“We are attempting to make work more lifelike, more in the image of what we instinctively want for ourselves.” – David Whyte, Crossing the Unknown Sea
We need a revolution in how we think about work and our place in the world of work. In the 21st century we spend the vast majority of our waking hours in this world of work. For many, a large chunk of the restorative power of sleep is stolen by the haunting presence of one’s work.
Due to the large portion of energy given to work, we have a right, even accountability, to approach this work in a manner that enriches us as a person.
The revolution I advocate is an intentional approach to leadership. The revolution is accomplished as a leader frees the flow between internal motivation and external validation.
The internal motivation includes intent, purpose, and understanding. These are about who we are as an individual.
The external validation includes commitment, authenticity, and practice. These are about how we translate who we are to the world.
Thus, a revolution.
A revolution is commonly thought of as a collective assembled for the purpose of overthrowing some existing system. The revolution I advocate begins in the heart and mind of the individual leader. It is about awareness, focus, and love.
The revolution I advocate begins in the heart and mind of the individual leader.
Let me first address why I say individual leader versus leader. An organization, a collective of any kind, is only as good as those who make it up. For instance, an organization does not have values – people have values. Individuals have unique, specific values.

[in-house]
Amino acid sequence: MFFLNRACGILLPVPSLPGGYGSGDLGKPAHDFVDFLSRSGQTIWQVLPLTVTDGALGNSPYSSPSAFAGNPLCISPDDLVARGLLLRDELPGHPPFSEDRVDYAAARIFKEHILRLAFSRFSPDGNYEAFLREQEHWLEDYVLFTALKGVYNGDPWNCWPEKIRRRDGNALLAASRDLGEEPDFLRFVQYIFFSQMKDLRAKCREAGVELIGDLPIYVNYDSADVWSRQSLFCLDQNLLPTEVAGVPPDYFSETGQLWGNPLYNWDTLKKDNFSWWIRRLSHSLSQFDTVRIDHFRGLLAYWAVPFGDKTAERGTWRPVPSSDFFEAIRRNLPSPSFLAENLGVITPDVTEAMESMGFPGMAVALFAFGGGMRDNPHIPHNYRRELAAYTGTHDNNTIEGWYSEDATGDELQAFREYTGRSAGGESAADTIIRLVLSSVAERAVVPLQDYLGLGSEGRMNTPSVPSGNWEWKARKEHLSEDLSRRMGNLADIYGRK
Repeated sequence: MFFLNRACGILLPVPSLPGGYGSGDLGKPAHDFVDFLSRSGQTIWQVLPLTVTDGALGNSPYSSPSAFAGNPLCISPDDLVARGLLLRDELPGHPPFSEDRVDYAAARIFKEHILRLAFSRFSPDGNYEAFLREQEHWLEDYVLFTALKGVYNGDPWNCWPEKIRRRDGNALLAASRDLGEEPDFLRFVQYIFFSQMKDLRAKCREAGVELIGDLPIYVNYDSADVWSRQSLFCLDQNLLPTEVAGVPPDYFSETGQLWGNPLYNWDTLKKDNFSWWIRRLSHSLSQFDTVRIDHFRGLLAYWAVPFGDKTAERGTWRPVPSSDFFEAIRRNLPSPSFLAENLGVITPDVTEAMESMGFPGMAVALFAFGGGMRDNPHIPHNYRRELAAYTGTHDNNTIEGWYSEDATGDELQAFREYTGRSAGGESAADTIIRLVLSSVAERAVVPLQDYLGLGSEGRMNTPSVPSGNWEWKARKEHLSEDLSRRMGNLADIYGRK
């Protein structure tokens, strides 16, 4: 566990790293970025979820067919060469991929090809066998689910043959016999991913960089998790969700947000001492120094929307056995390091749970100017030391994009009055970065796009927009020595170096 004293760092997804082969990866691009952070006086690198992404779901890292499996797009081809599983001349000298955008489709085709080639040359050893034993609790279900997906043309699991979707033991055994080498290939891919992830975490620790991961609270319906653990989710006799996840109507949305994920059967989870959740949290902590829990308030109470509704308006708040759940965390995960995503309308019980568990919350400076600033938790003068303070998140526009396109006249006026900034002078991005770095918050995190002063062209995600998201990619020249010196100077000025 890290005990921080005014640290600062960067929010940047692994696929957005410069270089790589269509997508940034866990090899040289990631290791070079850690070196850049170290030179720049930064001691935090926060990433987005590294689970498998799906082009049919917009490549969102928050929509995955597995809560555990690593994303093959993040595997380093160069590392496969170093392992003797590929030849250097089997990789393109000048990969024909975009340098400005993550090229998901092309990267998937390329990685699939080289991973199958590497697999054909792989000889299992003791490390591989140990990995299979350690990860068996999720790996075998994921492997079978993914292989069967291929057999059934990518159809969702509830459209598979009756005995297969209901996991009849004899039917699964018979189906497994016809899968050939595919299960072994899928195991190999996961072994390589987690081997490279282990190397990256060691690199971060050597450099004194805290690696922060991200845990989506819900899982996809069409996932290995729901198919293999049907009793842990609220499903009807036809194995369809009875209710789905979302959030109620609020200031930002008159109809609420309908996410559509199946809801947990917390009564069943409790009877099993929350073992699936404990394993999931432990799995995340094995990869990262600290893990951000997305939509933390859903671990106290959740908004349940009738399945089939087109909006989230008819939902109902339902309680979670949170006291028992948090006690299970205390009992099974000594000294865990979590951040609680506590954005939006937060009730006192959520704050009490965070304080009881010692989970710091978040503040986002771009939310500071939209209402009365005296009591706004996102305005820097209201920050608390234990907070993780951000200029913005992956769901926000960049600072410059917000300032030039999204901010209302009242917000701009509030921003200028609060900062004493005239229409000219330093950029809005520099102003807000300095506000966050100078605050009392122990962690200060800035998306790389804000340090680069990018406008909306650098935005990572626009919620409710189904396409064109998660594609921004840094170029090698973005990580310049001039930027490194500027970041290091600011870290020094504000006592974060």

Organizations don’t misbehave, people misbehave. Individuals choose to do what is wrong. Organizations don’t do the right thing, people do. An individual chooses what is right based on the context of his or her individual belief system.
Organizational change can happen without the individual, but organizational (collective) impact will never materialize without the commitment of the individual.
It was many years ago when I first felt the pull of the individual. This had a lot to do with my place in varying systems; family, church, work, school, etc. In these areas, I often felt undervalued as an individual. In those younger years, I didn’t know the lack of respect being shown to me was rooted in a lack of self-respect in those whose behavior I encountered.
While I’m sure many academic experiences should stand out for me, there is really only one that does. It is my experience with my statistics professor, Dr. Heiser. I remember Dr. Heiser as an intelligent respecter of persons.
On the first day of class I walked in and took a seat just like the other eighty-nine students. Dr. Heiser began by telling us that if we wanted to sit anywhere in particular, to take that seat as he was about to pass around a seating chart. I stayed where I was, as I did not know a single person in the class. It seemed strange for a university professor to be going to the trouble of a seating chart. Being a stat teacher, maybe this was his efficient way of taking roll. So I stayed put and forgot about it. That is until the next class session two days later.